Lakefield United Church has a rich history that reflects the diverse elements that came together to form the United Church of Canada.
The church has its roots in several historic congregations. The Methodist roots trace back to the days of a native peoples’ mission inspired by an Ojibwa Methodist Minister Peter Jones. As a result of his preaching the native people residing on the borders of Mud Lake [Chemong] received the gospel in 1827. By 1833 the Mud Lake Mission was part of the Rice Lake Circuit that changed its relationship several times until 1859 when Lakefield was mentioned for the first time. During 1859 – 1860, the Wesleyan Methodist Circuit continued to include Lakefield when David Hardie, a circuit rider, was minister. Early meetings occurred in homes and in the Douro 10 schoolhouse (corner of Queen and Concession streets). In 1862 the first Wesleyan Methodist church was built on land owned by Samuel and Sarah Sherin and opened for service on October 23rd.
The Presbyterian Church of Lakefield (Knox Presbyterian), a stone building faced with cut stone, was built in 1862 and opened for worship on Sunday January 25, 1863. On September 21, 1871 the first Bible Christian Church opened on the north east corner of Reid and Water Streets. It was a small white frame church 50 feet by 32 feet. On June 1, 1884, the Methodist Church was created by the amalgamation of the Methodist Church of Canada, the Primitive Methodist, Bible Christian, and Methodist Episcopal Churches of Canada. In the case of the Bible Christian Church, the Lakefield and Young’s Point Churches were conveyed to the Lakefield Circuit of the Methodist Church. In 1892, the former Bible Christian Church building was sold to the Roman Catholics and became St. Paul Roman Catholic Church.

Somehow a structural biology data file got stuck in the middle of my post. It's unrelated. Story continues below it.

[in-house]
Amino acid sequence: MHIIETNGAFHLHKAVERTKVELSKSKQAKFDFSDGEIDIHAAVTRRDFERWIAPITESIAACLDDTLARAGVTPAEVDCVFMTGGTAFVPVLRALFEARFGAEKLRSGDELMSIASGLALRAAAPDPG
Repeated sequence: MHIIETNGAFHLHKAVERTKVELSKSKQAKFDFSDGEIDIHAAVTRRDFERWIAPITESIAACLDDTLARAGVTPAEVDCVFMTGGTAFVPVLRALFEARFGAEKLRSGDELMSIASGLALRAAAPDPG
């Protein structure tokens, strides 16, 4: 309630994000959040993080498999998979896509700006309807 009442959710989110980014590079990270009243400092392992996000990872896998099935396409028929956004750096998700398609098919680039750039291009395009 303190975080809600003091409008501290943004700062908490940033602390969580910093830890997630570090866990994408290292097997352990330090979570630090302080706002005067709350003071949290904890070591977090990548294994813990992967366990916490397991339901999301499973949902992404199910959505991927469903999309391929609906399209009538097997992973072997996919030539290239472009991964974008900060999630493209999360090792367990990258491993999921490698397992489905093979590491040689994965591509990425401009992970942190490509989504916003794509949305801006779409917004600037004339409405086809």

Although the Methodist Church walls had been extended twice, the need for a new church building was recognized and a new one, built with hand-moulded blocks of Lakefield cement, was erected in 1908 and opened on January 17, 1909. This Lakefield Methodist Church became the Lakefield Regent Street United Church as part of church union on June 10, 1925. Knox Presbyterian Church voted for union and became Knox United Church until June 26, 1932 when it united with Regent Street and became one congregation at 47 Regent St. On May 9, 1933, the name Lakefield United Church was chosen by vote. The old Knox church building was demolished.
On October 28, 1962, a new Christian Education Centre building was dedicated and in 1968 the Chancel was renovated and a new Hallman pipe organ installed. During 1992 – 1993 an extensive renovation “Access Project” was completed to provide the Church with barrier free access. As part of ongoing upgrading efforts the Narthex was renovated in 2006 and in 2011 an extensive set of upgrades and alterations to the Sanctuary were completed prior to the 150th Anniversary celebration in 2012.
Following the 150th Anniversary motto “Honour the Past. Celebrate the Present. Embrace the Future”, on April 10th, 2016 the congregation approved a Transformation Project Team’s report to “CHANGE what we do to become an inclusive, contemporary, spiritual centre for the community of Lakefield”.